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‘A part of something bigger’

Tom and Marianne Carolan of Michigan walk through the “Salazar Inside Out” temporary installation at the Capitol in Santa Fe on Friday. (Eddie Moore/ Albuquerque Journal)

Copyright © 2019 Albuquerque Journal

SANTA FE – Rocket scientist, baker, cop.

All of the students from Santa Fe’s Salazar Elementary School whose portraits were captured in the stark, black-and-white posters laid out on the floor of the New Mexico state Capitol Friday had a badge proclaiming their career aspirations.

Given the state’s history of military service, it wasn’t surprising to see several tags with “Army” or “vet.” Likewise, Disney-fueled dreams of becoming a princess were in evidence. There was even a future internet influencer who identified himself as a “YouTuber.”

While most of the professional goals were modest, the scope of the project transcends personal ambitions. The giant portraits unveiled at the Roundhouse are part of Inside Out, a large-scale participatory art project that shares images of people around the world on the internet, in addition to displaying posters in local communities.

Inside Out is the creation of JR, an artist who was the recipient of the 2011 TED Prize and who made headlines in September 2017 with his huge photo of a child peering over the border wall dividing Mexico and the U.S. “Faces Places,” a 2017 Oscar-nominated documentary, followed him around France as he installed his giant pictures on walls, trains, towers and other surfaces.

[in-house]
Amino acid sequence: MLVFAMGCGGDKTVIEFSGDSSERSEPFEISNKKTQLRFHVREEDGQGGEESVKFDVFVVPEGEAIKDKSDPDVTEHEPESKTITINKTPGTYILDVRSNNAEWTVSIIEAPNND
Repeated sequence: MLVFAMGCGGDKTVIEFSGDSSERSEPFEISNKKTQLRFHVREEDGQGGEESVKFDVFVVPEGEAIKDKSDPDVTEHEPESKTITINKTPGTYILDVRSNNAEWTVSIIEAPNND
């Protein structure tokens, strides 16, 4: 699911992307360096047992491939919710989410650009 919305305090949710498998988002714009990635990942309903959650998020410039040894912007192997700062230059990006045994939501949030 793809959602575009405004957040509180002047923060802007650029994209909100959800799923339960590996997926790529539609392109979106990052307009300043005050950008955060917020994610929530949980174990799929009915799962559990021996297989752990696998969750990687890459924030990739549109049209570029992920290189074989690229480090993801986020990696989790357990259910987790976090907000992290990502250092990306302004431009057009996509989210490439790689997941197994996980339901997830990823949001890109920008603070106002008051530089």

Friday, as Salazar students filled the second and third floors of the Roundhouse overlooking the Rotunda, there was a sense that these elementary schoolkids were being given the freedom to dream big, regardless of any limitations they may face in their everyday lives.

“You are part of a worldwide movement, part of something much bigger than the installation,” Santa Fe Public Schools Superintendent Veronica Garcia told students and parents from the bilingual school as a translator spread her message in Spanish.

Officially titled “You Are My Future,” the one-day-only public exhibit at the Roundhouse and the digital images that will remain on the Inside Out website grew out of a mentoring program that pairs high schoolers from the public charter school The Masters Program with students at Salazar.

The driving forces behind the art installation were Masters teacher Scott Hauenstein and his former student Nick Flock, who photographed the arresting images. But many others helped bring the art installation to the Roundhouse and to the Inside Out website, including Santa Feans Sandy Zane at form & concept gallery and Ron Whitmore at Artisan art supplies.

The collaboration between the Masters Program, which is housed at Santa Fe Community College, and Salazar Elementary was a yearlong journey that required building trust with the subjects of the photographs and their families, who were required to sign photo releases so the images could be viewed around the world.

The final hurdle was finding a place to display the 30-by-50-inch posters, an integral part of the Inside Out process, though the Santa Fe project was produced independently of JR himself.

“We were fortunate that the Roundhouse stepped up to the plate,” Hauenstein said.

“But I don’t want to focus on the obstacles,” he said. “Today is a day to celebrate the kids and their futures.”

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